08/16/2008 - Deep inside a data dump by the Census Bureau last week was a startling racial projection: By midcentury, the United States will be home to 80 million more white people.
Never mind, for a moment, that the bureau also predicts that Americans who identify themselves as Hispanic, black, Asian, American-Indian, Native Hawaiian and Pacific Islander will constitute a majority of the population by 2042. The number of people who say they are white is projected to rise by about two million every year.
At that rate, even while the Hispanic and Asian populations expand enormously, the proportion of Americans who identify themselves as white will barely shrink, from a little more than 79 percent, to 74 percent.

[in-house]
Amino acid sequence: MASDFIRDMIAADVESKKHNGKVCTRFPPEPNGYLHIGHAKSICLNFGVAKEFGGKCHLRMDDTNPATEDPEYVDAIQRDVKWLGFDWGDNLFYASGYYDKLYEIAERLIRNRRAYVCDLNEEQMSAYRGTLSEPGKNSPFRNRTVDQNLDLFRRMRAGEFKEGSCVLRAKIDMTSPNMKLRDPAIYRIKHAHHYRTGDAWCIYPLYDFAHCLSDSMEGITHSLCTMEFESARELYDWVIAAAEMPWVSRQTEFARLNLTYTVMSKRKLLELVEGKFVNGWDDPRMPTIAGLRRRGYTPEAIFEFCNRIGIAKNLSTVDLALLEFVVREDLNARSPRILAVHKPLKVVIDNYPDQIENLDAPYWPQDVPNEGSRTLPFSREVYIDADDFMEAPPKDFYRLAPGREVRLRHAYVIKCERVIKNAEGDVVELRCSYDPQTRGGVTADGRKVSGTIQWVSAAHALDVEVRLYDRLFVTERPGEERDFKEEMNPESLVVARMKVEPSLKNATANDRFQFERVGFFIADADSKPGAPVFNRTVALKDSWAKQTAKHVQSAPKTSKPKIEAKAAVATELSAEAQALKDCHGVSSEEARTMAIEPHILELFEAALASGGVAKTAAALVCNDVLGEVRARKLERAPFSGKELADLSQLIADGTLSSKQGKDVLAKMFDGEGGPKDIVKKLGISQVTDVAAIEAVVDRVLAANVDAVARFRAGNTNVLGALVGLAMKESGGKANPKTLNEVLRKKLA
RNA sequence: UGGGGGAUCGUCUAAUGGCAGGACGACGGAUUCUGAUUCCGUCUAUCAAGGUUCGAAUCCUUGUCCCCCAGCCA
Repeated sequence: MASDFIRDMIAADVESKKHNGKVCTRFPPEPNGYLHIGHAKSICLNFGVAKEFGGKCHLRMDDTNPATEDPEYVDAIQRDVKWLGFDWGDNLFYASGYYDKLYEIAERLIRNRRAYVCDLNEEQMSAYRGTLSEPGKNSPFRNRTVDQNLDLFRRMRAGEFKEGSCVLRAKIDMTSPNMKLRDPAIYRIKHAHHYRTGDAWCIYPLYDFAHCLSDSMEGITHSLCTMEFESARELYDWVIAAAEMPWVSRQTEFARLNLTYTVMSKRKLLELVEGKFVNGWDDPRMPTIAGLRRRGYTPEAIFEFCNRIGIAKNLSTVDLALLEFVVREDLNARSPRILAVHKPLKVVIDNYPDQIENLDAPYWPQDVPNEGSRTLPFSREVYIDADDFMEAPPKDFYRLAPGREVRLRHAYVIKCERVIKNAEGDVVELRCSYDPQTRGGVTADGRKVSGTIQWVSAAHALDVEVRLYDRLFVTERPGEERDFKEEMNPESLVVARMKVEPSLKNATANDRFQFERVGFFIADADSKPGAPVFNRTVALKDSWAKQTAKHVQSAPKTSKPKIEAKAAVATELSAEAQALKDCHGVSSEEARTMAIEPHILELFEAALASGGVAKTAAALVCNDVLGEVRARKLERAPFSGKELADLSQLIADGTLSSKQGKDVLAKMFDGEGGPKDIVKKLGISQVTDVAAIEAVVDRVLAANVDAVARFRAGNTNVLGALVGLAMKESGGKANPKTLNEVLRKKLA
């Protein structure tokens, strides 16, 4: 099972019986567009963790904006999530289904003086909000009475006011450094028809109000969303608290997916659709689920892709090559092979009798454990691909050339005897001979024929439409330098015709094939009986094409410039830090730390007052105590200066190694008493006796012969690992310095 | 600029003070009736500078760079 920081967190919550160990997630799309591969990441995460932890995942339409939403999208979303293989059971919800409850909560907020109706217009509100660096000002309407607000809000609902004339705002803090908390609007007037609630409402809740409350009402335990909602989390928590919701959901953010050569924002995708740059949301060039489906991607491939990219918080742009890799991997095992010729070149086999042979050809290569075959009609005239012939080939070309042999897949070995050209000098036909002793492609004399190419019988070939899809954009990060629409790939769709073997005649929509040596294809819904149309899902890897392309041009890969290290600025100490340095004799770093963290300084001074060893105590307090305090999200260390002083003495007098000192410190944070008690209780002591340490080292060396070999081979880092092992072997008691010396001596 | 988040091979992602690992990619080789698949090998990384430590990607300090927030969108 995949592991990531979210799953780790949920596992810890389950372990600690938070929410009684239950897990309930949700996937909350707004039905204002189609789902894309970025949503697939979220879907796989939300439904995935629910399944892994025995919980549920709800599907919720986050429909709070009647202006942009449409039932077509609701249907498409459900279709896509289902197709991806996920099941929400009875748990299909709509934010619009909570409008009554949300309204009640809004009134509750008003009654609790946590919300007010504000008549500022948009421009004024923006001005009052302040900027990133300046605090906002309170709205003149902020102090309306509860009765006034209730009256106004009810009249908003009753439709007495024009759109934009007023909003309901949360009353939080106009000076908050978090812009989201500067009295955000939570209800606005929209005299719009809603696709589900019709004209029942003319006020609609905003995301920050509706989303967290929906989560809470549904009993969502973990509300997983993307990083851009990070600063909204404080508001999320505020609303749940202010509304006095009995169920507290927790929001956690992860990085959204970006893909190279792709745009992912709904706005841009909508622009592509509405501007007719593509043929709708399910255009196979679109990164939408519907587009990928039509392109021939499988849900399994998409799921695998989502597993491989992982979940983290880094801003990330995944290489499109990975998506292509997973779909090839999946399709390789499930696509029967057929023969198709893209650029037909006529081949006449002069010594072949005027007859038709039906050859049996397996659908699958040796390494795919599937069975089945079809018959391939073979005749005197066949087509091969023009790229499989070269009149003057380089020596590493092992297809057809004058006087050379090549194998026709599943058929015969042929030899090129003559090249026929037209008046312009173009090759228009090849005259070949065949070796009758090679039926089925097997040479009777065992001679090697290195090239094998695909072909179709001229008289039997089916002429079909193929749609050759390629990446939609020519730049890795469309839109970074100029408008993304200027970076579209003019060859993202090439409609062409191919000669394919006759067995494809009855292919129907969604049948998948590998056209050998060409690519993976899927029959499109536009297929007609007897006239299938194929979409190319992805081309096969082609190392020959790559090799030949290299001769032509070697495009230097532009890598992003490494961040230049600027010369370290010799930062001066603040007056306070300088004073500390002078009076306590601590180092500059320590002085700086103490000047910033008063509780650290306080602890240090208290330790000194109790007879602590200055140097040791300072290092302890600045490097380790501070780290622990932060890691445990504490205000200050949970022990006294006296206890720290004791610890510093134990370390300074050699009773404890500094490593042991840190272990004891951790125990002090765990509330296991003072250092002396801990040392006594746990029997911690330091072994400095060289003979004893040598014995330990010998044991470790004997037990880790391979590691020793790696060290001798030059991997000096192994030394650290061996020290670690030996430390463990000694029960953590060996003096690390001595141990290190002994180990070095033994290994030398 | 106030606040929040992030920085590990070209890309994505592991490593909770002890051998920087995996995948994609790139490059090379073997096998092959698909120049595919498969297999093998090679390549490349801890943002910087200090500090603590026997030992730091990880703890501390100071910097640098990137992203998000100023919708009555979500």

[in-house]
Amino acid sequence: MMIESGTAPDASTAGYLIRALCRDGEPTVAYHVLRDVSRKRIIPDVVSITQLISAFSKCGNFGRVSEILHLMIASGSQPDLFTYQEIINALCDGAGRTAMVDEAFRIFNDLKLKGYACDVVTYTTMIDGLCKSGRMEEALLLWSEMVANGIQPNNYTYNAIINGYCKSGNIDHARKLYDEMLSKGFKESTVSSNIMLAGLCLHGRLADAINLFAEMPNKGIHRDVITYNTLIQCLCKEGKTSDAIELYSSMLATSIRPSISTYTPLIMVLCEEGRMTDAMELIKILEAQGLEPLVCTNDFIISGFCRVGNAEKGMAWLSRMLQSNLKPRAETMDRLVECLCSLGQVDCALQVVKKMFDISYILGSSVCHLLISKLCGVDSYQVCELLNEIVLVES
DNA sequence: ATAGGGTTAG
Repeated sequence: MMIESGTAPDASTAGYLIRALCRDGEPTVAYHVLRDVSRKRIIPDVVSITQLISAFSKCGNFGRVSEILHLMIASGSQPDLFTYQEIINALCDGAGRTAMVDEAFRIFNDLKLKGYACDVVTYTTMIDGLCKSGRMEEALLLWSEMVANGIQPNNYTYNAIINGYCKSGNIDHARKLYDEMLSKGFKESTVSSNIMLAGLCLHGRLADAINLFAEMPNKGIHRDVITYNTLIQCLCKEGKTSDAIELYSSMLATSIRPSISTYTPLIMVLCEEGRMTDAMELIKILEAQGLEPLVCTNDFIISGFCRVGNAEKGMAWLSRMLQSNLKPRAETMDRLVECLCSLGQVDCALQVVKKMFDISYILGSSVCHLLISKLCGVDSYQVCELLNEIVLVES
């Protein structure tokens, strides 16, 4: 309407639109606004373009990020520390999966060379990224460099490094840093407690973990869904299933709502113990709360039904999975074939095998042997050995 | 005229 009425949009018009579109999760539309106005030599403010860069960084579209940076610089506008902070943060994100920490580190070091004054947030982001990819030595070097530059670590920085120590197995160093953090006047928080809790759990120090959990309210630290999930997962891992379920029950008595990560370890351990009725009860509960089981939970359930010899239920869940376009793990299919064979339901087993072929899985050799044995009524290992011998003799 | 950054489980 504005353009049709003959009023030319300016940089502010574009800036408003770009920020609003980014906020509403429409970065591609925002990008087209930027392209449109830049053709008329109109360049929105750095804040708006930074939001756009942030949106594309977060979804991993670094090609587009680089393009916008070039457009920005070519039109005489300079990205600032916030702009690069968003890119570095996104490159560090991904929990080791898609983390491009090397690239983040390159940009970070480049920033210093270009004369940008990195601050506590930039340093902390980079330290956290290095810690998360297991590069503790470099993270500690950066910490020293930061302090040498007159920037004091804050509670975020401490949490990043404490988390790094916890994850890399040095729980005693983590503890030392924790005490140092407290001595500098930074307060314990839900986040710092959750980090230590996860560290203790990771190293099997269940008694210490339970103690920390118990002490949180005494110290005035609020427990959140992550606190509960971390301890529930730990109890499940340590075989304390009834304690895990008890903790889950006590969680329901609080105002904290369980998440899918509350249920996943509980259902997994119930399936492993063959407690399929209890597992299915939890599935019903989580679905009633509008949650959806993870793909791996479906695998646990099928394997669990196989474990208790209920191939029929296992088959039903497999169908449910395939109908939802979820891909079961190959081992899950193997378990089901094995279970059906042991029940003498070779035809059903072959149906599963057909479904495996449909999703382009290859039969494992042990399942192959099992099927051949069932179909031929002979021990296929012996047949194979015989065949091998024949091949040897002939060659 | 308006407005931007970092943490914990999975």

It’s not some new math metric that’s responsible. It’s the way the government defines race: most people who describe their origin or heritage as Hispanic or Latino also identify themselves as white.
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While the share of Americans who can trace their roots to immigrants who came directly from Europe has been shrinking, “the edges are getting blurrier,” says Jeffrey S. Passel, senior demographer of the Pew Hispanic Center.
Read the full article A Nation of None and All of the Above on the New York Times' Web site.